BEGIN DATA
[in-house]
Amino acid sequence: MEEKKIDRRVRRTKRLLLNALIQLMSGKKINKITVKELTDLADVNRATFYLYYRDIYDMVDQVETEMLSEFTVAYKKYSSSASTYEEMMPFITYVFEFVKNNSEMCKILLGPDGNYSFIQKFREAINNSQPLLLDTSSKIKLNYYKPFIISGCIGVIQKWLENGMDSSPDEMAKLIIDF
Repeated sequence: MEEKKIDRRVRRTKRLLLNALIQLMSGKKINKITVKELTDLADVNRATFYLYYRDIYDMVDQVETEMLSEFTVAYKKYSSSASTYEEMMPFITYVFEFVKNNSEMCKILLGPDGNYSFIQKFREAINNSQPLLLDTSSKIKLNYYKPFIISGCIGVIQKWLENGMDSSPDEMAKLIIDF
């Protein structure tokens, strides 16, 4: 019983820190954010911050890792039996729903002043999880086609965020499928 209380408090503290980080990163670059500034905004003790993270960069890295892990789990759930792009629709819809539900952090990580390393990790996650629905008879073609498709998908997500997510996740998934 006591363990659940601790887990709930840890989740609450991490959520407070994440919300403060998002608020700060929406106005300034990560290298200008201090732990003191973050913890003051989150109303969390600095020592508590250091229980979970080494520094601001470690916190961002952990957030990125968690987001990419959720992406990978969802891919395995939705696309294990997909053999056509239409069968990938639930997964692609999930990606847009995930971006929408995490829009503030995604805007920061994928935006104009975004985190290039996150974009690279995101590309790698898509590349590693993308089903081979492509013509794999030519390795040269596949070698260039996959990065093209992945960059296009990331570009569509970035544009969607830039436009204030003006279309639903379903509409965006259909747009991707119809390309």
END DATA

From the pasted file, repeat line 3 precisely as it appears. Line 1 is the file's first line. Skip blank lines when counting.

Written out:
Repeated sequence: MEEKKIDRRVRRTKRLLLNALIQLMSGKKINKITVKELTDLADVNRATFYLYYRDIYDMVDQVETEMLSEFTVAYKKYSSSASTYEEMMPFITYVFEFVKNNSEMCKILLGPDGNYSFIQKFREAINNSQPLLLDTSSKIKLNYYKPFIISGCIGVIQKWLENGMDSSPDEMAKLIIDF